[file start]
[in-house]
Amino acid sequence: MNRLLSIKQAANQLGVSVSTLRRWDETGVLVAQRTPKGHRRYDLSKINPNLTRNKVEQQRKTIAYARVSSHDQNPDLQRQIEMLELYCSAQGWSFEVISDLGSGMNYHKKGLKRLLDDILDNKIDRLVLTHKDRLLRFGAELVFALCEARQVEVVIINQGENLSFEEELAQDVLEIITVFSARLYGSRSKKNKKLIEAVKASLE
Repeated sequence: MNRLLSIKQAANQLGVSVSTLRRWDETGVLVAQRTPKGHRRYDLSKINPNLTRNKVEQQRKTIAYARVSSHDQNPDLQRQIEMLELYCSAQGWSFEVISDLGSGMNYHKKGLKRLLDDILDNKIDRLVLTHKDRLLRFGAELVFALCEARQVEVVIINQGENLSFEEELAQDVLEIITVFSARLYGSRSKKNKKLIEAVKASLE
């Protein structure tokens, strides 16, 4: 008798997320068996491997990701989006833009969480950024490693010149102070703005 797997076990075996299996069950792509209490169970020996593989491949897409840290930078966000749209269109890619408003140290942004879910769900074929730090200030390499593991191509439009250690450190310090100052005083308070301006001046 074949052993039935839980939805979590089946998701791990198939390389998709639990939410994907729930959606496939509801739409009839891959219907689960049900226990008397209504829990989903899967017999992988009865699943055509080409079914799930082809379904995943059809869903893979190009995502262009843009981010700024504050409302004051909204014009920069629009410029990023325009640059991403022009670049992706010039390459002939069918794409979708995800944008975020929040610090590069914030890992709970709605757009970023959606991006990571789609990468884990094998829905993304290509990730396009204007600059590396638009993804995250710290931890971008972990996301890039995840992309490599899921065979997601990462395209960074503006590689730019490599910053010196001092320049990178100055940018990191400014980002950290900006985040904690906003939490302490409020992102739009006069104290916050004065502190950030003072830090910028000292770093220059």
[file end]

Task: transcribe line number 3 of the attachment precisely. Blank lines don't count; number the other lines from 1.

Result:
Repeated sequence: MNRLLSIKQAANQLGVSVSTLRRWDETGVLVAQRTPKGHRRYDLSKINPNLTRNKVEQQRKTIAYARVSSHDQNPDLQRQIEMLELYCSAQGWSFEVISDLGSGMNYHKKGLKRLLDDILDNKIDRLVLTHKDRLLRFGAELVFALCEARQVEVVIINQGENLSFEEELAQDVLEIITVFSARLYGSRSKKNKKLIEAVKASLE